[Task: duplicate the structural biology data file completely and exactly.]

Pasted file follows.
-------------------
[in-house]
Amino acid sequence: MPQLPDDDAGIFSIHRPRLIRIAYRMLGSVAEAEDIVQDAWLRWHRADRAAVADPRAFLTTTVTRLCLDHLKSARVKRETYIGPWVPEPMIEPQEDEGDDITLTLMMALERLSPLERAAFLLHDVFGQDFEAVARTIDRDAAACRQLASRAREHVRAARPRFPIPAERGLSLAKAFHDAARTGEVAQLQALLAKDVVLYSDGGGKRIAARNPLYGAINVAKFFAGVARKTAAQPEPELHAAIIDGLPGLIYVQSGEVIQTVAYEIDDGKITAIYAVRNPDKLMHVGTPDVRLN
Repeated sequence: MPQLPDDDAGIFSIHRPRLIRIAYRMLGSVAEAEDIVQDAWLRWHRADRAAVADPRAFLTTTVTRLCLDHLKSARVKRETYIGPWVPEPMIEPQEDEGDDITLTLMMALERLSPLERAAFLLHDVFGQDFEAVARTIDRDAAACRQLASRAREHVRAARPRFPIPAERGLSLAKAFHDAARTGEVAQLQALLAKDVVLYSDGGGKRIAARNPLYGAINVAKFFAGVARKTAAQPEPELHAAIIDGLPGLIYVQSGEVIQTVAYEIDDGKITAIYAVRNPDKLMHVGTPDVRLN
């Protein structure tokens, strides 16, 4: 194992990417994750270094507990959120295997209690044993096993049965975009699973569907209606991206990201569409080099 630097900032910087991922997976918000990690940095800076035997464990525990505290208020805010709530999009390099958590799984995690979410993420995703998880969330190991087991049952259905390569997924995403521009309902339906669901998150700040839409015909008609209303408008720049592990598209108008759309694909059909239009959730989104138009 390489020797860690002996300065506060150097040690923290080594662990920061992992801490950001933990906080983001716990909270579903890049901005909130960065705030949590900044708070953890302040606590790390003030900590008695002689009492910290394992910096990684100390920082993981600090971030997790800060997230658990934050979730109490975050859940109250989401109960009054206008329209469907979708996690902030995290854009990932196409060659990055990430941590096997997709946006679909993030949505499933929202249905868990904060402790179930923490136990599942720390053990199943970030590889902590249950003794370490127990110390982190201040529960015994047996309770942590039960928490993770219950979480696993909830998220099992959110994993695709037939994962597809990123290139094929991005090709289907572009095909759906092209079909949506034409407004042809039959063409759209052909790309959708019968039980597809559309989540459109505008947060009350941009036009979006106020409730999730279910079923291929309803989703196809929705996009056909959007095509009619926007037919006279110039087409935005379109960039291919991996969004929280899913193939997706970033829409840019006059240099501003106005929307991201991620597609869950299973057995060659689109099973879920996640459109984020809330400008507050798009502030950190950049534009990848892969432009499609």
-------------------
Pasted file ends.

[in-house]
Amino acid sequence: MPQLPDDDAGIFSIHRPRLIRIAYRMLGSVAEAEDIVQDAWLRWHRADRAAVADPRAFLTTTVTRLCLDHLKSARVKRETYIGPWVPEPMIEPQEDEGDDITLTLMMALERLSPLERAAFLLHDVFGQDFEAVARTIDRDAAACRQLASRAREHVRAARPRFPIPAERGLSLAKAFHDAARTGEVAQLQALLAKDVVLYSDGGGKRIAARNPLYGAINVAKFFAGVARKTAAQPEPELHAAIIDGLPGLIYVQSGEVIQTVAYEIDDGKITAIYAVRNPDKLMHVGTPDVRLN
Repeated sequence: MPQLPDDDAGIFSIHRPRLIRIAYRMLGSVAEAEDIVQDAWLRWHRADRAAVADPRAFLTTTVTRLCLDHLKSARVKRETYIGPWVPEPMIEPQEDEGDDITLTLMMALERLSPLERAAFLLHDVFGQDFEAVARTIDRDAAACRQLASRAREHVRAARPRFPIPAERGLSLAKAFHDAARTGEVAQLQALLAKDVVLYSDGGGKRIAARNPLYGAINVAKFFAGVARKTAAQPEPELHAAIIDGLPGLIYVQSGEVIQTVAYEIDDGKITAIYAVRNPDKLMHVGTPDVRLN
């Protein structure tokens, strides 16, 4: 194992990417994750270094507990959120295997209690044993096993049965975009699973569907209606991206990201569409080099 630097900032910087991922997976918000990690940095800076035997464990525990505290208020805010709530999009390099958590799984995690979410993420995703998880969330190991087991049952259905390569997924995403521009309902339906669901998150700040839409015909008609209303408008720049592990598209108008759309694909059909239009959730989104138009 390489020797860690002996300065506060150097040690923290080594662990920061992992801490950001933990906080983001716990909270579903890049901005909130960065705030949590900044708070953890302040606590790390003030900590008695002689009492910290394992910096990684100390920082993981600090971030997790800060997230658990934050979730109490975050859940109250989401109960009054206008329209469907979708996690902030995290854009990932196409060659990055990430941590096997997709946006679909993030949505499933929202249905868990904060402790179930923490136990599942720390053990199943970030590889902590249950003794370490127990110390982190201040529960015994047996309770942590039960928490993770219950979480696993909830998220099992959110994993695709037939994962597809990123290139094929991005090709289907572009095909759906092209079909949506034409407004042809039959063409759209052909790309959708019968039980597809559309989540459109505008947060009350941009036009979006106020409730999730279910079923291929309803989703196809929705996009056909959007095509009619926007037919006279110039087409935005379109960039291919991996969004929280899913193939997706970033829409840019006059240099501003106005929307991201991620597609869950299973057995060659689109099973879920996640459109984020809330400008507050798009502030950190950049534009990848892969432009499609």